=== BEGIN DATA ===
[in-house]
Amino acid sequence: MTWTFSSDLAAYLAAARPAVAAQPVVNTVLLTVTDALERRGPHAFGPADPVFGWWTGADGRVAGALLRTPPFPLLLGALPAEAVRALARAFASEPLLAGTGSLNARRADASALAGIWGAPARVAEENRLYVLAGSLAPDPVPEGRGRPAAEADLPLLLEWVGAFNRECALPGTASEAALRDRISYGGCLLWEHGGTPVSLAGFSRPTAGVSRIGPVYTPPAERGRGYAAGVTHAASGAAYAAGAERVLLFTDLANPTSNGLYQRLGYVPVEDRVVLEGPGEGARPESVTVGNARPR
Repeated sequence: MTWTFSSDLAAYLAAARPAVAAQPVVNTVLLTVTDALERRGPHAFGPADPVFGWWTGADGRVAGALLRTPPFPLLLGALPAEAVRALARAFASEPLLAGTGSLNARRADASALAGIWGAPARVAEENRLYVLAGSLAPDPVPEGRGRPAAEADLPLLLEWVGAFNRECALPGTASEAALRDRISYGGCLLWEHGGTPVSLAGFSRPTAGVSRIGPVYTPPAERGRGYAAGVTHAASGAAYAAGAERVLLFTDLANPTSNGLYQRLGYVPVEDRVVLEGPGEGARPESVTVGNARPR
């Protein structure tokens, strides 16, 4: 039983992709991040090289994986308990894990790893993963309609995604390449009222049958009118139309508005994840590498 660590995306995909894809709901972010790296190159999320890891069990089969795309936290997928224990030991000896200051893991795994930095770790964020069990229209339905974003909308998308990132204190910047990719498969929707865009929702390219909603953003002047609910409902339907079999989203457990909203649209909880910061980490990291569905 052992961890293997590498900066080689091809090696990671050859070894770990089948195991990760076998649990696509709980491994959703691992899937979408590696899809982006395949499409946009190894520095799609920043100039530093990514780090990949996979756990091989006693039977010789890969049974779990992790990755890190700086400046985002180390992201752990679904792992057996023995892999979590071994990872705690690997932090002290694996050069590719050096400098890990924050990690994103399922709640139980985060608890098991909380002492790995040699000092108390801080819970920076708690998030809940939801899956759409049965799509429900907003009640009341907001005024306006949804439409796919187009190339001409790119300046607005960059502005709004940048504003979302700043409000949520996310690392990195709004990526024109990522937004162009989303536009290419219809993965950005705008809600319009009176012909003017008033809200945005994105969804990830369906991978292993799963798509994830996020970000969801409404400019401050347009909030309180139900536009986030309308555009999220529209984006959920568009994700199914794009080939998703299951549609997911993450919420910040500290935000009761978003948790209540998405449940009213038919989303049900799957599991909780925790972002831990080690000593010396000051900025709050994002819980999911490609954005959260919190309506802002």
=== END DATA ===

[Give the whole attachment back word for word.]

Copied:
[in-house]
Amino acid sequence: MTWTFSSDLAAYLAAARPAVAAQPVVNTVLLTVTDALERRGPHAFGPADPVFGWWTGADGRVAGALLRTPPFPLLLGALPAEAVRALARAFASEPLLAGTGSLNARRADASALAGIWGAPARVAEENRLYVLAGSLAPDPVPEGRGRPAAEADLPLLLEWVGAFNRECALPGTASEAALRDRISYGGCLLWEHGGTPVSLAGFSRPTAGVSRIGPVYTPPAERGRGYAAGVTHAASGAAYAAGAERVLLFTDLANPTSNGLYQRLGYVPVEDRVVLEGPGEGARPESVTVGNARPR
Repeated sequence: MTWTFSSDLAAYLAAARPAVAAQPVVNTVLLTVTDALERRGPHAFGPADPVFGWWTGADGRVAGALLRTPPFPLLLGALPAEAVRALARAFASEPLLAGTGSLNARRADASALAGIWGAPARVAEENRLYVLAGSLAPDPVPEGRGRPAAEADLPLLLEWVGAFNRECALPGTASEAALRDRISYGGCLLWEHGGTPVSLAGFSRPTAGVSRIGPVYTPPAERGRGYAAGVTHAASGAAYAAGAERVLLFTDLANPTSNGLYQRLGYVPVEDRVVLEGPGEGARPESVTVGNARPR
């Protein structure tokens, strides 16, 4: 039983992709991040090289994986308990894990790893993963309609995604390449009222049958009118139309508005994840590498 660590995306995909894809709901972010790296190159999320890891069990089969795309936290997928224990030991000896200051893991795994930095770790964020069990229209339905974003909308998308990132204190910047990719498969929707865009929702390219909603953003002047609910409902339907079999989203457990909203649209909880910061980490990291569905 052992961890293997590498900066080689091809090696990671050859070894770990089948195991990760076998649990696509709980491994959703691992899937979408590696899809982006395949499409946009190894520095799609920043100039530093990514780090990949996979756990091989006693039977010789890969049974779990992790990755890190700086400046985002180390992201752990679904792992057996023995892999979590071994990872705690690997932090002290694996050069590719050096400098890990924050990690994103399922709640139980985060608890098991909380002492790995040699000092108390801080819970920076708690998030809940939801899956759409049965799509429900907003009640009341907001005024306006949804439409796919187009190339001409790119300046607005960059502005709004940048504003979302700043409000949520996310690392990195709004990526024109990522937004162009989303536009290419219809993965950005705008809600319009009176012909003017008033809200945005994105969804990830369906991978292993799963798509994830996020970000969801409404400019401050347009909030309180139900536009986030309308555009999220529209984006959920568009994700199914794009080939998703299951549609997911993450919420910040500290935000009761978003948790209540998405449940009213038919989303049900799957599991909780925790972002831990080690000593010396000051900025709050994002819980999911490609954005959260919190309506802002």